The “reception music” usually tries to set the stage for what you’re about to experience. I always take a close listen to see if what the designer offers in the form of a preview successfully represents the collection to come.
At AALTO’s Paris Fashion Week presentation, the music was unusual and romantic, which made me think of a dry summer day, driving through the deserts of New Mexico with cast members of Napoleon Dynamite.
Coat of Many Colors
(Photos: Guillaume Roujas)
Designer Tuomas Merikoski kicked off the show with immediately loveable pieces. As a sucker for menswear and box shapes, look #1 was already an A+. As more models emerged, it was evident that Merioski was creating a Le Smoking-meets-poorly-suited Italian gangster vibe. Only it worked. It was elegant. Sexy.
With the suits, Merikoski showed how a designer can easily recharge those easy, French-style layers and French-style elegance with newness and excitement.
The designer left loose chunks of fabric flying about, suggesting an easy-going, youthful, and decidedly unstiff approach to suiting. They were very career-oriented — in a gloomy way — but with a sort of ironic air, superimopsing easy and nonchalant on traditionally meticulous styles. The color-block stripe suits seemed less successful to me, seeming forced into the collection. One particular detail that stood out under the suiting was a very high collar in a pinstriped shirt, which created an-ever-so brief Victorian moment.
Then there was fur, in conjunction with Saga Furs. Big fur. Fur as dresses, and fur designed exclusively for pockets. There was even fur around necks and elbows. Fur. I typically love anything with fur, but the designer used it in such unexpected ways. It was exaggerated at times without ever being vulgar, and in others, subtle but present.
The designer used fur in such unexpected ways.
Later on we found a bit of that desert fantasy I recognized before the start of the show, in the couple of (godforsaken) cowl necks and an elbow patch. This is where the designer shows his range: from starting with a strong, high statement of a killer suit and fur, — very luxe — to an angsty desert chaser.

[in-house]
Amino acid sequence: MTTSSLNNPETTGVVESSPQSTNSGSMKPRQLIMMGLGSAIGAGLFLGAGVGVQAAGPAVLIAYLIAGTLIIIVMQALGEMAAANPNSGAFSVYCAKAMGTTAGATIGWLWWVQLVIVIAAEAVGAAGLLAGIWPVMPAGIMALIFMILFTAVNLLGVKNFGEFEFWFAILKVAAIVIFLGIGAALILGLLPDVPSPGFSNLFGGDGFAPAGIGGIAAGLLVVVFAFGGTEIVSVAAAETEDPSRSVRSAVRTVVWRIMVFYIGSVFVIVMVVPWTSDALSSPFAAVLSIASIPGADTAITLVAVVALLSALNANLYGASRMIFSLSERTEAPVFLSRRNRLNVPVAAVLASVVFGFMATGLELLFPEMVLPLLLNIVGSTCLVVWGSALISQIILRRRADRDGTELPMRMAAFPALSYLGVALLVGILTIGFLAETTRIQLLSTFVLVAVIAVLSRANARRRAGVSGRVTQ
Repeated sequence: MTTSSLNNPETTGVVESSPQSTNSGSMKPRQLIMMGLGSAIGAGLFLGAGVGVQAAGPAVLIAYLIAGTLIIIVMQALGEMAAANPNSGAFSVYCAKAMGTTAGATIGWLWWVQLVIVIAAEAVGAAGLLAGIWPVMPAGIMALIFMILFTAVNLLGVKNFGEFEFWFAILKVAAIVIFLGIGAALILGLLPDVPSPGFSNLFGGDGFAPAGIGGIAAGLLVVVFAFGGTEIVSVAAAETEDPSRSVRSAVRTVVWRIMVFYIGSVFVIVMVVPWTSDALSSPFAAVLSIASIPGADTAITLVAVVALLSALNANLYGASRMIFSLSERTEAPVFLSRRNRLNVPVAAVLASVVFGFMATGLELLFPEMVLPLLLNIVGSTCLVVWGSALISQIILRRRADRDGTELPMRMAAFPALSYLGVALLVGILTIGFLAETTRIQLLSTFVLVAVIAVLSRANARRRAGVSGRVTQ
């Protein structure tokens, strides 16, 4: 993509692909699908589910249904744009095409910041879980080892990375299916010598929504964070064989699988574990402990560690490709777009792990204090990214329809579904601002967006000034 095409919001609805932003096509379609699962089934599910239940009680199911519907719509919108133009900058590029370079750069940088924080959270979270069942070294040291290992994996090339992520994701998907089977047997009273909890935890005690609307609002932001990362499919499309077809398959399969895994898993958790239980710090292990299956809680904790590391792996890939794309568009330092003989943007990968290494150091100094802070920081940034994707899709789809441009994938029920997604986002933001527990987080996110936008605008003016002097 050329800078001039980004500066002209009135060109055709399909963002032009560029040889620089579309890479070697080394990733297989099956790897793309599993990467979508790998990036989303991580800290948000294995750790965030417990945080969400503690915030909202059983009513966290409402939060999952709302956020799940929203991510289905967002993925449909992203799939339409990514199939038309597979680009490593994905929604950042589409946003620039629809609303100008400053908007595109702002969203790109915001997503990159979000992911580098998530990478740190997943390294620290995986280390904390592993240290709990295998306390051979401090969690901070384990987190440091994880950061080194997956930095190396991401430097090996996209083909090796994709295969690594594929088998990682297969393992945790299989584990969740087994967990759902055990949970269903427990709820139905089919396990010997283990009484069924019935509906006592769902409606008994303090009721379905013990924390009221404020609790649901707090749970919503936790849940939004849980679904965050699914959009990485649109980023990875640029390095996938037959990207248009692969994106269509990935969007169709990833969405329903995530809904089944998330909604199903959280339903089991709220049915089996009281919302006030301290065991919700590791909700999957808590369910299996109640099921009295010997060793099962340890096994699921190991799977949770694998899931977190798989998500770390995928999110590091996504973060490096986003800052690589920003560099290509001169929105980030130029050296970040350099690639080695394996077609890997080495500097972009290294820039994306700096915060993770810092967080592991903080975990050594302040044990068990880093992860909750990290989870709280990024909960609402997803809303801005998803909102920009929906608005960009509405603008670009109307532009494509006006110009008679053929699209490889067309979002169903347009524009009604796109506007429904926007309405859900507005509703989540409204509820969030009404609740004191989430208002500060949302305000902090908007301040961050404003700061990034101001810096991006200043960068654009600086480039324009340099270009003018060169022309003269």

Was it too much?
I think the AALTO woman is a traveler looking to take her experiences with her, but there may be some experiences — such as nights in a New Mexican desert — that should stay as a memory. There were some ill-fitting pieces that were just plain awkward. I refer to the dresses that were made with not-so-fabulous ’90s cowl necks in literally AALTO’s #1 color last season. I suppose there is some appeal to them, but it wasn’t immediate for me. It was a bit of a reach. They look a bit frumpy together, but may work if restyled with more focus on proportion.
A personal favorite was look #10, a gorgeous, pinstriped, high-waist velvet pant paired with a militia green blouse, designed with those utilitarian-chic panels. (These same panels are what the designer used to create those ever-inventive exterior pockets in other looks. The designer understands very clearly that women love their pockets. They make us feel at home in an outfit.)
A personal favorite was look #10.
The two closing outerwear looks literally yielded “wows” from the audience. They were so smart: a fantastic winter color, designed to be reversible and gloriously puffy, but dramatic enough for the runway.
The two closing looks literally yielded “wows.”
The collection overall was very conscious of silhouette, and hit the nail on the head in this fundamental factor. They were lean, boyish and young, recalling a woman who lives on the skirts of the subculture but still dresses to kill.
The collection presented a new breath of fresh air in these very noticeable creative details. It was a strong one, though I’d say the color range needed work. I think the designer should have phased out the singular red piece and left the orange-peach of last season’s collection.
Casting: Alexandra Sandberg
Music: DJ Dactylo
Hair: Joseph Puljate for L’Oréal Paris
Make-Up: Karim Rahman for L’Oréal Paris
Set design: Kim Harding